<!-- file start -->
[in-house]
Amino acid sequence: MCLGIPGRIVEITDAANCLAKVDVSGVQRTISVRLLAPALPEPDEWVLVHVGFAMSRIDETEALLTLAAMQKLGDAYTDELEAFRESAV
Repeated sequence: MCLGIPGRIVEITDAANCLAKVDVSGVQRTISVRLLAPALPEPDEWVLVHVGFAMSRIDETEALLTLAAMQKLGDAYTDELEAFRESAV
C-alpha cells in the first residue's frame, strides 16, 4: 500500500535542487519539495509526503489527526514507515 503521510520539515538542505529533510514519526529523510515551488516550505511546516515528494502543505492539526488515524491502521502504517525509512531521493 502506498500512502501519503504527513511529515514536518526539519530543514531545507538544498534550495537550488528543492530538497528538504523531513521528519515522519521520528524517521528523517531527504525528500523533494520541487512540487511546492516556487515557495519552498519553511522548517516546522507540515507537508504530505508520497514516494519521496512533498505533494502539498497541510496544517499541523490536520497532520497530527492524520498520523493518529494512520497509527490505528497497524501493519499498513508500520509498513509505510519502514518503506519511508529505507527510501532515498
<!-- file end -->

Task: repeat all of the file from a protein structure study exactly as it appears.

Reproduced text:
[in-house]
Amino acid sequence: MCLGIPGRIVEITDAANCLAKVDVSGVQRTISVRLLAPALPEPDEWVLVHVGFAMSRIDETEALLTLAAMQKLGDAYTDELEAFRESAV
Repeated sequence: MCLGIPGRIVEITDAANCLAKVDVSGVQRTISVRLLAPALPEPDEWVLVHVGFAMSRIDETEALLTLAAMQKLGDAYTDELEAFRESAV
C-alpha cells in the first residue's frame, strides 16, 4: 500500500535542487519539495509526503489527526514507515 503521510520539515538542505529533510514519526529523510515551488516550505511546516515528494502543505492539526488515524491502521502504517525509512531521493 502506498500512502501519503504527513511529515514536518526539519530543514531545507538544498534550495537550488528543492530538497528538504523531513521528519515522519521520528524517521528523517531527504525528500523533494520541487512540487511546492516556487515557495519552498519553511522548517516546522507540515507537508504530505508520497514516494519521496512533498505533494502539498497541510496544517499541523490536520497532520497530527492524520498520523493518529494512520497509527490505528497497524501493519499498513508500520509498513509505510519502514518503506519511508529505507527510501532515498